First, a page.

The Latin American and Latino Studies Program was established to encourage the study of Latin American and Latino history, culture, geography, economics and politics. Working with students and a distinguished interdisciplinary faculty, the Program is committed to enhancing and advancing the understanding of and appreciation for Latin America and its people.
I hope you enjoy your visit to our site!
There is an upcoming meeting meant to gather interest in forming an Association of Latino Professionals for America (ALPFA) chapter at Wake Forest. The meeting is Feb. 19, from 5:30-7pm in Farrell Hall, room 104. I have attached a flyer to this email. There will be a couple individuals from the Charlotte Professional Chapter who will discuss the benefits of joining the organization. It’s a discussion-only meeting. No commitments.
Join us for a special guest lecture, Failure Experiences: Brazilians in the New York Art Scene, 1960s-’70s with Brazilian art historian, Daria Jaremtchuk.
Wednesday, February 5, 2020
5:30pm | Scales Fine Arts Center, 102
Co-sponsored by WFU Art Department, UNCSA, and WSSU.
Ashley Jardina is assistant professor of political science at Duke University. Her newly published book, White Identity Politics (Cambridge University Press), explores the roots of white prejudice and white solidarity. Jardina’s phenomenal book has been featured in numerous media venues including National Public Radio, PBS, The Atlantic, Washington Monthly, Vox and Salon.
Wednesday, December 4 at 5pm in the ZSR Library Auditorium
Jardina’s presentation is co-sponsored by the Politics department and Latin American and Latino Studies.
Join us for a public lecture by Dr. Rebecca Janzen from the University of South Carolina titled “¿Mejorando la raza?: Selective Immigration of Religious Minorities in Mexico.”
Date/Time: Wednesday, Nov. 13, 2019, 4:30 pm
Location: Library Auditorium (ZSR 404)
This talk will examine relations between the Mexican government and religious minority communities of Mennonites and Mormons, with particular attention to state policies granting legal, cultural, and economic accommodations. Dr. Janzen will show how these relationships have evolved over time as public perceptions of these communities have shifted in response to changing conditions in Mexico. The discussion will consider recent political events and reports of rising violence affecting the communities. It will also address Carlos Reygadas’s Luz Silenciosa (2007), an award-winning film that portrays a Mennonite family in Mexico.
Rebecca Janzen is Assistant Professor of Spanish and Comparative Literature at the University of South Carolina in Columbia. She is a scholar of gender, disability and religious studies in Mexican literature and culture whose research focuses on excluded populations in Mexico. Her first book, The National Body in Mexican Literature: Collective Challenges to Biopolitical Control (Palgrave-Macmillan, 2015), explored images of disability and illness in 20th century texts. Her second book, Liminal Sovereignty: Mennonites and Mormons in Mexican Culture (SUNY, 2018), focuses on religious minorities. Her current projects include a book on film and religion in Mexico, tentatively titled Unholy Trinity: State, Church and Cinema in Mexico as well as work on the intersection of legal and literary discourse as it pertains to minority communities in Mexico.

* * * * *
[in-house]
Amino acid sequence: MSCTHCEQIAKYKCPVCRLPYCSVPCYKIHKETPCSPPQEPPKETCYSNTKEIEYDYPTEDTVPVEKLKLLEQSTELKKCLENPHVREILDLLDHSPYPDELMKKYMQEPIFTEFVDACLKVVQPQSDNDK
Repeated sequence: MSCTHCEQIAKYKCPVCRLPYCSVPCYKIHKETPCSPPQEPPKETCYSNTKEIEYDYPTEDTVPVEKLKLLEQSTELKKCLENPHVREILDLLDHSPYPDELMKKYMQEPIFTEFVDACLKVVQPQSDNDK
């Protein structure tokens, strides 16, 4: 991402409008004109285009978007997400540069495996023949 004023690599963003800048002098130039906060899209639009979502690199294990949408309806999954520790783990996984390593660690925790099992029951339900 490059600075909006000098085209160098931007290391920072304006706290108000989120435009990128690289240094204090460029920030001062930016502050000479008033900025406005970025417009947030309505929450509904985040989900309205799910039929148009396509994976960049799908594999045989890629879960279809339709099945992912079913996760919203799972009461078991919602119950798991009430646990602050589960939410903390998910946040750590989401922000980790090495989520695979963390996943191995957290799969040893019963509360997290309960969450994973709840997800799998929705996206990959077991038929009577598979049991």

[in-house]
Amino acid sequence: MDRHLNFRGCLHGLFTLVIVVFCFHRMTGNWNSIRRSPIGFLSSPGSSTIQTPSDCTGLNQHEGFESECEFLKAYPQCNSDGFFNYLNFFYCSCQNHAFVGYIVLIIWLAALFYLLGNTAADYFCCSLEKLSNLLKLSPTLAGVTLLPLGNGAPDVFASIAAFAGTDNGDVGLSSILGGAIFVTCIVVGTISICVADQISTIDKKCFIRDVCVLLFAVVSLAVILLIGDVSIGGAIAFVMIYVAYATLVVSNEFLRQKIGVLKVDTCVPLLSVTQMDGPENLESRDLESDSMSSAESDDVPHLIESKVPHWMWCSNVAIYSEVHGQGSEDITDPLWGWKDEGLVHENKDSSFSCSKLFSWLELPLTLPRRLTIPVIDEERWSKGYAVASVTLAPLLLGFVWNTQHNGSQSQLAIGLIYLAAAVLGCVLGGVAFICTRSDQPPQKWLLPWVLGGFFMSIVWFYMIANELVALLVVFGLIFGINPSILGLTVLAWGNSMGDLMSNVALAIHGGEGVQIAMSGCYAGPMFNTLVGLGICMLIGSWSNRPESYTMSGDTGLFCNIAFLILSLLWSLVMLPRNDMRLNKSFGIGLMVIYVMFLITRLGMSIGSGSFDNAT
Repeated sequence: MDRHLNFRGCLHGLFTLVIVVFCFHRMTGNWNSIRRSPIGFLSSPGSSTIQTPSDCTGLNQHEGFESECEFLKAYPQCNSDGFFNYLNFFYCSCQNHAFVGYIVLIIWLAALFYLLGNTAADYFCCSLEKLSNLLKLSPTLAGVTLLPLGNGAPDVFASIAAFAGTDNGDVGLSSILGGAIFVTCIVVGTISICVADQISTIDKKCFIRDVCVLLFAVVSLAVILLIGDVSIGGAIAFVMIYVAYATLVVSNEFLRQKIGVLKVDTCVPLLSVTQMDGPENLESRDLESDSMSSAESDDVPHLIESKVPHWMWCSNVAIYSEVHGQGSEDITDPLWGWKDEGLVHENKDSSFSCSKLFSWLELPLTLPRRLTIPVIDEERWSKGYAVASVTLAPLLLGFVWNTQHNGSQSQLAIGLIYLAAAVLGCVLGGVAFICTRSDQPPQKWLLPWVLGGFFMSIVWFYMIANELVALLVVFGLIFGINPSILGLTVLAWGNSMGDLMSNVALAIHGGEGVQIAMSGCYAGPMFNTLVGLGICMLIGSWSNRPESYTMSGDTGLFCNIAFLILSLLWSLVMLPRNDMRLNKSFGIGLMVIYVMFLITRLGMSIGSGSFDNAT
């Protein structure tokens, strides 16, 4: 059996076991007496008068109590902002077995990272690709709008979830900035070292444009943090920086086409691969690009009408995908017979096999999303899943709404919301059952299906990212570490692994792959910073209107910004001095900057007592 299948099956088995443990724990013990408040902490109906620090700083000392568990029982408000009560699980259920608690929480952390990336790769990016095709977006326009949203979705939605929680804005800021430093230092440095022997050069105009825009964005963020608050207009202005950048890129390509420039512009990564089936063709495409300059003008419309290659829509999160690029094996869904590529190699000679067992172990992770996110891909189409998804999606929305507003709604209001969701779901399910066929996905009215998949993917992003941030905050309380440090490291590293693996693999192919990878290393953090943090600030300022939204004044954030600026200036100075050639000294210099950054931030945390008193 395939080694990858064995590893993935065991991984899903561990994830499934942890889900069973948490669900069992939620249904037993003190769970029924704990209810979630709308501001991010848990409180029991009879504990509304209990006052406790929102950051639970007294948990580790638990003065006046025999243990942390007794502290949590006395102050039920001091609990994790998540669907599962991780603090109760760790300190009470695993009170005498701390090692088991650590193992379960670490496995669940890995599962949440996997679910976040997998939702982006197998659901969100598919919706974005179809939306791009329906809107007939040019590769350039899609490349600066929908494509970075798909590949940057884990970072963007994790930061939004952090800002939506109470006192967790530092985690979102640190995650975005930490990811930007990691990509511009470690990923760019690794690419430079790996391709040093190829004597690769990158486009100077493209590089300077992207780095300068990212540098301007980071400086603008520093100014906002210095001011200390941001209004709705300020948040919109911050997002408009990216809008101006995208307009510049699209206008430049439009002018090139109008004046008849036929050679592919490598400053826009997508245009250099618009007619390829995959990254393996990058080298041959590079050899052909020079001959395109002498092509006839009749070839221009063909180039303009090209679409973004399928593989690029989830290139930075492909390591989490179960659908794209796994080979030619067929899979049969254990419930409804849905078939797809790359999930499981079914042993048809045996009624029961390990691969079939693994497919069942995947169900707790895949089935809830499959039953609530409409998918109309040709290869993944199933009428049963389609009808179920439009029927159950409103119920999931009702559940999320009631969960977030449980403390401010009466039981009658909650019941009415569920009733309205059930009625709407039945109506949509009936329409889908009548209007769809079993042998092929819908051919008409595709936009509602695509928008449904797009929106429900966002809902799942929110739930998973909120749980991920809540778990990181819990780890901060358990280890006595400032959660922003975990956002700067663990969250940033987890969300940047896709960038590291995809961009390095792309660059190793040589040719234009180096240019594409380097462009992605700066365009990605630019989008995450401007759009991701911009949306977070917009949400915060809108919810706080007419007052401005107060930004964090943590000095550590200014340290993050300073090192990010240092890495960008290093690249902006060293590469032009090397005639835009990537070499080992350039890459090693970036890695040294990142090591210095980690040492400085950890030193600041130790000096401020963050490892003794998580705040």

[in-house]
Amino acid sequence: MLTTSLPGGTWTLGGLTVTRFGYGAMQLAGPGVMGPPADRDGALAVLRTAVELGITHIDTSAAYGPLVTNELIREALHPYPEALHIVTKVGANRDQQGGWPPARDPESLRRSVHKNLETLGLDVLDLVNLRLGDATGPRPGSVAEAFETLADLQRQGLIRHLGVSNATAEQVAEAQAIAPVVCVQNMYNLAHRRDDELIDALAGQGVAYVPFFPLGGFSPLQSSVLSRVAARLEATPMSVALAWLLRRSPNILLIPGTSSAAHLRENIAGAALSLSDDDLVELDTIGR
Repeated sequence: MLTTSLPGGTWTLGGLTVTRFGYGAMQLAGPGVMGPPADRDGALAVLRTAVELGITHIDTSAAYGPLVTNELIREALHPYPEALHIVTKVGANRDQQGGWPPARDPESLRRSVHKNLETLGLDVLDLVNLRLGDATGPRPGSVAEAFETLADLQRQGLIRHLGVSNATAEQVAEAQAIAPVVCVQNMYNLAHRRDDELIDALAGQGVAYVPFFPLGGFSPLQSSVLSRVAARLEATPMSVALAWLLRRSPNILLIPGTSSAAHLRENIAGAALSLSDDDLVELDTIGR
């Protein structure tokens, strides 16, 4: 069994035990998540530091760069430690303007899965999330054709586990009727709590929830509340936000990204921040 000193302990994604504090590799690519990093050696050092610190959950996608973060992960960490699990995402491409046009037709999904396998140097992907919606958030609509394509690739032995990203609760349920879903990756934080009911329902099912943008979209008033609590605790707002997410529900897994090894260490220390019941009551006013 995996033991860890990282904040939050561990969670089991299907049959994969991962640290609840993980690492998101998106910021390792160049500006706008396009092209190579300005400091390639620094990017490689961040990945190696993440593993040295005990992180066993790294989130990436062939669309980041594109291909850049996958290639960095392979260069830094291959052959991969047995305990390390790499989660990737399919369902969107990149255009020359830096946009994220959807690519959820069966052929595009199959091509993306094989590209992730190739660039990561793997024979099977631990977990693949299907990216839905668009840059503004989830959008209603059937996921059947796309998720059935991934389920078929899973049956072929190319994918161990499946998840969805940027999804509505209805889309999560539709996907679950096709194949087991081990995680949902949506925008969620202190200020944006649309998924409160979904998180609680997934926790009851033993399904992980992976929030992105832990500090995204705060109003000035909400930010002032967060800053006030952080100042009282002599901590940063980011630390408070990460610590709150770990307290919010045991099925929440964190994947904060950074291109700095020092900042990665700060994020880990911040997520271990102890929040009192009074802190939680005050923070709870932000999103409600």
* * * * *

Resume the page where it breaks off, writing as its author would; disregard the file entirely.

Co-sponsors: Dept. of Spanish and Italian, School of Divinity, Latin American and Latino Studies, Dept. for the Study of Religions
Artists of Color presents Latinx Now!
Sunday, Sept. 29 in Hanes Student Commons at the University of North Carolina School of the Arts.
Celebrate Latinx and Hispanic Heritage Month with:
• 6-7:30 p.m. activities and performances
• 7:30-9:30 p.m. screening Oscar Award- winning film “Roma”
On November 16, 2018 from 9:00 -5:00, at Graylyn International Conference Center, students, faculty, and staff are invited to attend this one-day race and immigration conference with presentations by nationally-recognized race scholars, including poster presentations by WFU undergraduate students.
Consortium sponsored by: WFU Provost’s Office, Dean’s Office, Anna Julia Cooper Center, Office of Diversity and Inclusion, Politics & International Affairs, Sociology Department, Latin American & Latino Studies Program and the American Ethnic Studies Program.
Author Cristina García will discuss her life and work in a visit with students and the general public. In harmony with the community partnerships we have formed with SECCA, she will encourage students to be active citizens, to reflect on questions about borders, to reach out to immigrant communities, and to write about their experiences. Presented by the Department of Italian & Spanish, and the Latin American & Latino Studies Program.
From August 28 – November 4, 2018, the Department of Spanish and Italian and the Latin American & Latino Studies Program will join the ongoing project developed by artists Alejandro Figueredo Díaz-Perara and Cara Megan Lewis (together known as Díaz Lewis) to draw attention to the immigrant crisis. In response, the collaborative, ongoing, performance-based Díaz Lewis installation engages participants to create pillows from clothing donated by undocumented immigrants, former detainees, and their supporters. Each pillow conveys their brutal journeys, translating the human experience in a far more intense, compelling, palpable way than speeches and statistics. From September 19-26, the artists Díaz and Lewis will be in Winston-Salem to work with students collaborating on the workshops at WFU, and mounting the installation at SECCA.
For more information about the project following link: https://www.sanctuarycitizen.org/pages/34-000-pillows